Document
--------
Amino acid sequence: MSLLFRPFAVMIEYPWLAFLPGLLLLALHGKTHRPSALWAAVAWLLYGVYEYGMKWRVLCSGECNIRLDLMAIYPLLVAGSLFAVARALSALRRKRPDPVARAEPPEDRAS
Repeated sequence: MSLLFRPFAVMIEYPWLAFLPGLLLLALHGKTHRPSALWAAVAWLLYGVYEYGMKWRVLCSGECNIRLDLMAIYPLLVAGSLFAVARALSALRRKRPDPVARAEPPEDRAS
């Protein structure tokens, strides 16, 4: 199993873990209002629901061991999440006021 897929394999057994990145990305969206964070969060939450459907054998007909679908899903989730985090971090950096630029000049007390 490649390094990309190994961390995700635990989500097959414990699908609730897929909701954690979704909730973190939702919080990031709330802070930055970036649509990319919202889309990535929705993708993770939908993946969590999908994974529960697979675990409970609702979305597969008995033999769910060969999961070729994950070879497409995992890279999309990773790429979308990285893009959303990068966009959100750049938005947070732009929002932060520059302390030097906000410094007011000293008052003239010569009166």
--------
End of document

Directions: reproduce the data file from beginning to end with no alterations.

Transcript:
Amino acid sequence: MSLLFRPFAVMIEYPWLAFLPGLLLLALHGKTHRPSALWAAVAWLLYGVYEYGMKWRVLCSGECNIRLDLMAIYPLLVAGSLFAVARALSALRRKRPDPVARAEPPEDRAS
Repeated sequence: MSLLFRPFAVMIEYPWLAFLPGLLLLALHGKTHRPSALWAAVAWLLYGVYEYGMKWRVLCSGECNIRLDLMAIYPLLVAGSLFAVARALSALRRKRPDPVARAEPPEDRAS
């Protein structure tokens, strides 16, 4: 199993873990209002629901061991999440006021 897929394999057994990145990305969206964070969060939450459907054998007909679908899903989730985090971090950096630029000049007390 490649390094990309190994961390995700635990989500097959414990699908609730897929909701954690979704909730973190939702919080990031709330802070930055970036649509990319919202889309990535929705993708993770939908993946969590999908994974529960697979675990409970609702979305597969008995033999769910060969999961070729994950070879497409995992890279999309990773790429979308990285893009959303990068966009959100750049938005947070732009929002932060520059302390030097906000410094007011000293008052003239010569009166």